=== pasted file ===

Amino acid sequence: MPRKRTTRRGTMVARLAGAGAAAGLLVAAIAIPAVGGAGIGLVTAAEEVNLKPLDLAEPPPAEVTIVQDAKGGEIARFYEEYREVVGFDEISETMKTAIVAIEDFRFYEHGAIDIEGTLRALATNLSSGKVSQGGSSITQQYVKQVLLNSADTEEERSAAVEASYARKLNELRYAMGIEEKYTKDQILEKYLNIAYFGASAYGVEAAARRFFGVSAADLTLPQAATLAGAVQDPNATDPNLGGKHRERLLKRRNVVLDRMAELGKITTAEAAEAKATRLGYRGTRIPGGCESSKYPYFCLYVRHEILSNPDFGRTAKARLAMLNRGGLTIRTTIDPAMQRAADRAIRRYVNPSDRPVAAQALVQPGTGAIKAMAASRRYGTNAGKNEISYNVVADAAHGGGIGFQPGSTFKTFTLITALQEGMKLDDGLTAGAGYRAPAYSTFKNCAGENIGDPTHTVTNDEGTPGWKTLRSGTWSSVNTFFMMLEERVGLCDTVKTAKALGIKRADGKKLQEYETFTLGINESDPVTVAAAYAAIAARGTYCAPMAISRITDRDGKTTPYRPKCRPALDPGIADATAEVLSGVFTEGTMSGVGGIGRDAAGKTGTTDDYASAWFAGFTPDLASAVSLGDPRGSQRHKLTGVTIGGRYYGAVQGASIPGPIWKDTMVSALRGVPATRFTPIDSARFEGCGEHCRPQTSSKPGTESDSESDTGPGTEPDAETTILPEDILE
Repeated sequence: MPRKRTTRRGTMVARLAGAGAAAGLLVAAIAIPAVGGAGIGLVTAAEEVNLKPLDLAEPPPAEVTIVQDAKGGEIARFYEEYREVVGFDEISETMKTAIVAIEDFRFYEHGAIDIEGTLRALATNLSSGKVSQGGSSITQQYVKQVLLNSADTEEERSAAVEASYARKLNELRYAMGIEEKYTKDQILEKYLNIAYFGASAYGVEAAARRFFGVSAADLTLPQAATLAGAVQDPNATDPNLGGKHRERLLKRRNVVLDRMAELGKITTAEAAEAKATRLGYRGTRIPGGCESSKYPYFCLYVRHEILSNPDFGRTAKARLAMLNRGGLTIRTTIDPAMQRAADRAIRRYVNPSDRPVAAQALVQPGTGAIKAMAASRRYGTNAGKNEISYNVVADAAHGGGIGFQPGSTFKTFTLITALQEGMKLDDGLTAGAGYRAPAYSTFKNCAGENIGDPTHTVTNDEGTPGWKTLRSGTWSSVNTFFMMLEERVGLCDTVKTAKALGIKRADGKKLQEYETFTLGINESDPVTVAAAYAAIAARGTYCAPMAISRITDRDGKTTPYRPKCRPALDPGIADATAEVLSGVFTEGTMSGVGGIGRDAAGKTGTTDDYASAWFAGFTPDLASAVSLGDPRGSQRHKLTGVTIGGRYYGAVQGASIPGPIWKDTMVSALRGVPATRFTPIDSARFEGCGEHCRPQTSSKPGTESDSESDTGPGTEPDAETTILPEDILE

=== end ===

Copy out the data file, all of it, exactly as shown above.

Amino acid sequence: MPRKRTTRRGTMVARLAGAGAAAGLLVAAIAIPAVGGAGIGLVTAAEEVNLKPLDLAEPPPAEVTIVQDAKGGEIARFYEEYREVVGFDEISETMKTAIVAIEDFRFYEHGAIDIEGTLRALATNLSSGKVSQGGSSITQQYVKQVLLNSADTEEERSAAVEASYARKLNELRYAMGIEEKYTKDQILEKYLNIAYFGASAYGVEAAARRFFGVSAADLTLPQAATLAGAVQDPNATDPNLGGKHRERLLKRRNVVLDRMAELGKITTAEAAEAKATRLGYRGTRIPGGCESSKYPYFCLYVRHEILSNPDFGRTAKARLAMLNRGGLTIRTTIDPAMQRAADRAIRRYVNPSDRPVAAQALVQPGTGAIKAMAASRRYGTNAGKNEISYNVVADAAHGGGIGFQPGSTFKTFTLITALQEGMKLDDGLTAGAGYRAPAYSTFKNCAGENIGDPTHTVTNDEGTPGWKTLRSGTWSSVNTFFMMLEERVGLCDTVKTAKALGIKRADGKKLQEYETFTLGINESDPVTVAAAYAAIAARGTYCAPMAISRITDRDGKTTPYRPKCRPALDPGIADATAEVLSGVFTEGTMSGVGGIGRDAAGKTGTTDDYASAWFAGFTPDLASAVSLGDPRGSQRHKLTGVTIGGRYYGAVQGASIPGPIWKDTMVSALRGVPATRFTPIDSARFEGCGEHCRPQTSSKPGTESDSESDTGPGTEPDAETTILPEDILE
Repeated sequence: MPRKRTTRRGTMVARLAGAGAAAGLLVAAIAIPAVGGAGIGLVTAAEEVNLKPLDLAEPPPAEVTIVQDAKGGEIARFYEEYREVVGFDEISETMKTAIVAIEDFRFYEHGAIDIEGTLRALATNLSSGKVSQGGSSITQQYVKQVLLNSADTEEERSAAVEASYARKLNELRYAMGIEEKYTKDQILEKYLNIAYFGASAYGVEAAARRFFGVSAADLTLPQAATLAGAVQDPNATDPNLGGKHRERLLKRRNVVLDRMAELGKITTAEAAEAKATRLGYRGTRIPGGCESSKYPYFCLYVRHEILSNPDFGRTAKARLAMLNRGGLTIRTTIDPAMQRAADRAIRRYVNPSDRPVAAQALVQPGTGAIKAMAASRRYGTNAGKNEISYNVVADAAHGGGIGFQPGSTFKTFTLITALQEGMKLDDGLTAGAGYRAPAYSTFKNCAGENIGDPTHTVTNDEGTPGWKTLRSGTWSSVNTFFMMLEERVGLCDTVKTAKALGIKRADGKKLQEYETFTLGINESDPVTVAAAYAAIAARGTYCAPMAISRITDRDGKTTPYRPKCRPALDPGIADATAEVLSGVFTEGTMSGVGGIGRDAAGKTGTTDDYASAWFAGFTPDLASAVSLGDPRGSQRHKLTGVTIGGRYYGAVQGASIPGPIWKDTMVSALRGVPATRFTPIDSARFEGCGEHCRPQTSSKPGTESDSESDTGPGTEPDAETTILPEDILE